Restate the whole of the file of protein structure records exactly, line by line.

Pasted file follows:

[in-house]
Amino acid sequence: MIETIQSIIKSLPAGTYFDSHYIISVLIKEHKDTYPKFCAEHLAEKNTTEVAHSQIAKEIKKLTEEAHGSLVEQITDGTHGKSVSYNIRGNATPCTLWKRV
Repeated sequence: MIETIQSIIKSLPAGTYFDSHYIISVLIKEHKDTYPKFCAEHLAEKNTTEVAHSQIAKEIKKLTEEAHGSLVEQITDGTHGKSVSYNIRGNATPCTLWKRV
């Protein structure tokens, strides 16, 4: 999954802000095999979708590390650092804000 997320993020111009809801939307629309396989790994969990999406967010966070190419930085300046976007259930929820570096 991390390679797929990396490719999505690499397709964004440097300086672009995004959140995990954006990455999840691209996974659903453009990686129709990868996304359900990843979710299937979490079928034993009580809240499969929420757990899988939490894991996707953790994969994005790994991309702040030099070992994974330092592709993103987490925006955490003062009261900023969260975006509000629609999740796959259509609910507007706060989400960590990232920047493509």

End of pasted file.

[in-house]
Amino acid sequence: MIETIQSIIKSLPAGTYFDSHYIISVLIKEHKDTYPKFCAEHLAEKNTTEVAHSQIAKEIKKLTEEAHGSLVEQITDGTHGKSVSYNIRGNATPCTLWKRV
Repeated sequence: MIETIQSIIKSLPAGTYFDSHYIISVLIKEHKDTYPKFCAEHLAEKNTTEVAHSQIAKEIKKLTEEAHGSLVEQITDGTHGKSVSYNIRGNATPCTLWKRV
């Protein structure tokens, strides 16, 4: 999954802000095999979708590390650092804000 997320993020111009809801939307629309396989790994969990999406967010966070190419930085300046976007259930929820570096 991390390679797929990396490719999505690499397709964004440097300086672009995004959140995990954006990455999840691209996974659903453009990686129709990868996304359900990843979710299937979490079928034993009580809240499969929420757990899988939490894991996707953790994969994005790994991309702040030099070992994974330092592709993103987490925006955490003062009261900023969260975006509000629609999740796959259509609910507007706060989400960590990232920047493509």